“Outwardly you look like righteous people, but inwardly your hearts are filled with hypocrisy and lawlessness.” Matthew 23:28 (NIV)
Behold, Here’s Poison is the title of a mystery book by Georgette Heyer in which the murderer is discovered to be the one person so cloaked in outward goodness that there is shocked disbelief when he is exposed as the villain by the one discerning person who sees through the deception. Mysteries are often that way; it’s the guy next door, the best friend, or the one person who appeared most innocent. Sadly, those mystery books mirror real life.
In his book People of the Lie, M. Scott Peck explores and exposes the evils of narcissism, often one of the personality disorders of the perpetrator. Just as often, however, these people are entwined in our own daily lives and we fail to recognize their destructiveness because it is covered so beautifully with pseudo goodness, charm, and flattery. There is usually nothing glaringly visible like the skull and cross-bones used on chemical bottles to indicate the poison within and warn of the hurt, harm, and destruction they can cause. The narcissist has the proverbial heart of stone though few would realize it by their public behavior.
These are summary points from People of the Lie about narcissists:
1. Narcissists don’t consider themselves to be wrong. When their wrong is revealed, they deny, justify, or minimize its impact. A narcissist is adamant in denial.
2. They are highly concerned about what others think of them and want their outward lives to be seen as normal and moral. So concerned are they about their image that they will fabricate to maintain it and involve others to do so for them.
3. They are extremely intolerant of criticism. Accepting criticism for most is an opportunity to make a positive change, but the narcissist doesn’t believe there is a need for change and thus finds the criticism offensive. It is bitterly rejected and they will put forth numerous rebuttals.
4. They don’t truly accept responsibility for their actions but find something or someone else to point at as being responsible. Because there is a great need to maintain their own image, they attack others and justify their actions by pointing to how others impacted what they chose to do.
5. They are great actors and convincing liars, and invest belief if their lies. Even when confronted by evidence of their lies, they doggedly stick to them. The truth is too difficult as it will mar their self-image.
6. They are very clever deceivers, able to confuse others with lie upon lie, prevarication upon prevarication, and are quite adept at using diversionary tactics. They lie by omission, or easily spin a believable tale to cover their tracks. Because their lie may be entwined with some truth, they are able to deliver it quite convincingly.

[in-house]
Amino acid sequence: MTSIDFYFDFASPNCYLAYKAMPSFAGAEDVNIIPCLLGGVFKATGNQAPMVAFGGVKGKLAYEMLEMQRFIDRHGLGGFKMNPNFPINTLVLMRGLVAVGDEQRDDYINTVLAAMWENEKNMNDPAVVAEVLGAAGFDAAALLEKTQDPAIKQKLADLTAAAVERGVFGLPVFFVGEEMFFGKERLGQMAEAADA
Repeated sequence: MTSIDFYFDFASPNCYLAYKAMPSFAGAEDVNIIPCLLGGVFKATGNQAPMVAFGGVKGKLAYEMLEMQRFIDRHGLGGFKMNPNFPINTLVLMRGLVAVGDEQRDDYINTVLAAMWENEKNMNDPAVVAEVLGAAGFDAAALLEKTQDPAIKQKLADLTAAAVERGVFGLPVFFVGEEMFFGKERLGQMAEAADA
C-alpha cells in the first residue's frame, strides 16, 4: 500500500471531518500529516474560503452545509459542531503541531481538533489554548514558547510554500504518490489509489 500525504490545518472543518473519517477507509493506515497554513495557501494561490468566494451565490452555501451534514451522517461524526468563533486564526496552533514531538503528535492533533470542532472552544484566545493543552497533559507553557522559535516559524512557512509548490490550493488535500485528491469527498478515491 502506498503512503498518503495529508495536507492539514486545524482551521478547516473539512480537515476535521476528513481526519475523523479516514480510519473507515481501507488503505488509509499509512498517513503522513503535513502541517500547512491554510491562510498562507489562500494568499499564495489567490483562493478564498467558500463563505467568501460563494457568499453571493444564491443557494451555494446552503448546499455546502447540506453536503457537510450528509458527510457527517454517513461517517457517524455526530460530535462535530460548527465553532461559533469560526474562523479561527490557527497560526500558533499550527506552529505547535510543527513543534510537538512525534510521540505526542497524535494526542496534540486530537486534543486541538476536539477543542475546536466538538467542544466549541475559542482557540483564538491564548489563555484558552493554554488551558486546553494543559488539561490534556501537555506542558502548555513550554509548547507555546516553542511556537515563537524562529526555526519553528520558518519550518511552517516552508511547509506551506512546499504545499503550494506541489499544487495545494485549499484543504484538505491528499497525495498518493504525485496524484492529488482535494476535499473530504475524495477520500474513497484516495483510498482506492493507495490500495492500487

7. They are greedy in that their needs, wants and desires must be met, even at cost to others. They dismiss the hurt they cause by blocking or ignoring it, pretending it has nothing to do with them.
8. They are consistently determined to have their own way and do not acknowledge their need to submit to a higher authority, particularly if it is in conflict with what they want. They are often at odds with authority and do not like to conform.
9. They like to be in the driver’s seat, having power, control, and influence over others. They crave affirmation and admiration, and call attention to themselves or inflate themselves in seeking it.
10. Though they may express empathy, the plight of another doesn’t really touch them. Help or assistance given by the narcissist meets their own need first, including the opportunity to be admired or affirmed in the image they strive to maintain.
11. They create a symbiotic relationship that is “mutually parasitic and destructive”. Despite consequences, both parties refuse to end it, feeling drawn to one another no matter the cost or loss. Neither cares enough about the other to separate; both consider their own desires first despite professions of concern for one another.
12. Narcissistic tendencies seem to run in families and create familial destruction and harm.
Hope for the narcissist is when their behaviors are owned and named for what they are, and they earnestly seek to make changes.
‘I will give you a new heart and put a new spirit in you; I will remove from you your heart of stone and give you a heart of flesh’. Ezekiel 36:26